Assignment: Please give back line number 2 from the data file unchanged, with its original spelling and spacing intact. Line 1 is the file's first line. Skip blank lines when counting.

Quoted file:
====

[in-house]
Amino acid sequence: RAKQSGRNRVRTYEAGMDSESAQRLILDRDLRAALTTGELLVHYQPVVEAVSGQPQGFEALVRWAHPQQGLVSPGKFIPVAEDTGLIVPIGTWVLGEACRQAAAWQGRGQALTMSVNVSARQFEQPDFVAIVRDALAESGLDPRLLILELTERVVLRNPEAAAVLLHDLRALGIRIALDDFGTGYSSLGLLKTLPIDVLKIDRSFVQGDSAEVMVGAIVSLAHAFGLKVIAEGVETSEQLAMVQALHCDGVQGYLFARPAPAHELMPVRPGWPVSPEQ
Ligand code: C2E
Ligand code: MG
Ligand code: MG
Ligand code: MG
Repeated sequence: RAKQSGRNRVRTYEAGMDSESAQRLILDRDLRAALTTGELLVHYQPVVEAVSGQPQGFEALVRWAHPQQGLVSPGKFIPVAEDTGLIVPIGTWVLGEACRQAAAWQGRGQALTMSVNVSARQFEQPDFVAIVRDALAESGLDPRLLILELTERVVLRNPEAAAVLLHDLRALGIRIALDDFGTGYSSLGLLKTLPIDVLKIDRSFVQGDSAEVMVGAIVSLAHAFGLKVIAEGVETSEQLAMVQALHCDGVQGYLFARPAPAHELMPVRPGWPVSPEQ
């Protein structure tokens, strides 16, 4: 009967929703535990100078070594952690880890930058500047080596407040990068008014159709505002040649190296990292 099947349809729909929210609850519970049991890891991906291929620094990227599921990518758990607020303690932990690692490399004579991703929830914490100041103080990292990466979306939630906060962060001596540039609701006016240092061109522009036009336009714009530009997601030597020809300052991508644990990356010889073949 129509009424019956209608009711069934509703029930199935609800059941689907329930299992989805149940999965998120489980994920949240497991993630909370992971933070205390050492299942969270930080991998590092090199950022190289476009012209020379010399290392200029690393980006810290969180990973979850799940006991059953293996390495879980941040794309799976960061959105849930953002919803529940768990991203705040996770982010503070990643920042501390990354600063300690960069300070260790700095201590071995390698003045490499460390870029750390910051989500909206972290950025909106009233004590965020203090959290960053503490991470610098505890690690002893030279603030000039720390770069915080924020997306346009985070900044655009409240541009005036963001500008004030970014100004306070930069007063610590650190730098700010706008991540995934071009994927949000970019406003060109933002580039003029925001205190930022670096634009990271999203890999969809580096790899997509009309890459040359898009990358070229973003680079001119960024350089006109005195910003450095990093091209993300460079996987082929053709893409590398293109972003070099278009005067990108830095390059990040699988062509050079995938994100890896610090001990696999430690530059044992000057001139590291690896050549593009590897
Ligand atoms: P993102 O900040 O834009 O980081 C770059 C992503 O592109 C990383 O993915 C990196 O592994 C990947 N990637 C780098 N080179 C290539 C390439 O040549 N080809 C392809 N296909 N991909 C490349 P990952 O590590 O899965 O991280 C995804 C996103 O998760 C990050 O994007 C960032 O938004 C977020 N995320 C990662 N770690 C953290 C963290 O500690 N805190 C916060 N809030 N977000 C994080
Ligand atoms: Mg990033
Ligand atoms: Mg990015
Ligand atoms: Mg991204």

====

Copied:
Amino acid sequence: RAKQSGRNRVRTYEAGMDSESAQRLILDRDLRAALTTGELLVHYQPVVEAVSGQPQGFEALVRWAHPQQGLVSPGKFIPVAEDTGLIVPIGTWVLGEACRQAAAWQGRGQALTMSVNVSARQFEQPDFVAIVRDALAESGLDPRLLILELTERVVLRNPEAAAVLLHDLRALGIRIALDDFGTGYSSLGLLKTLPIDVLKIDRSFVQGDSAEVMVGAIVSLAHAFGLKVIAEGVETSEQLAMVQALHCDGVQGYLFARPAPAHELMPVRPGWPVSPEQ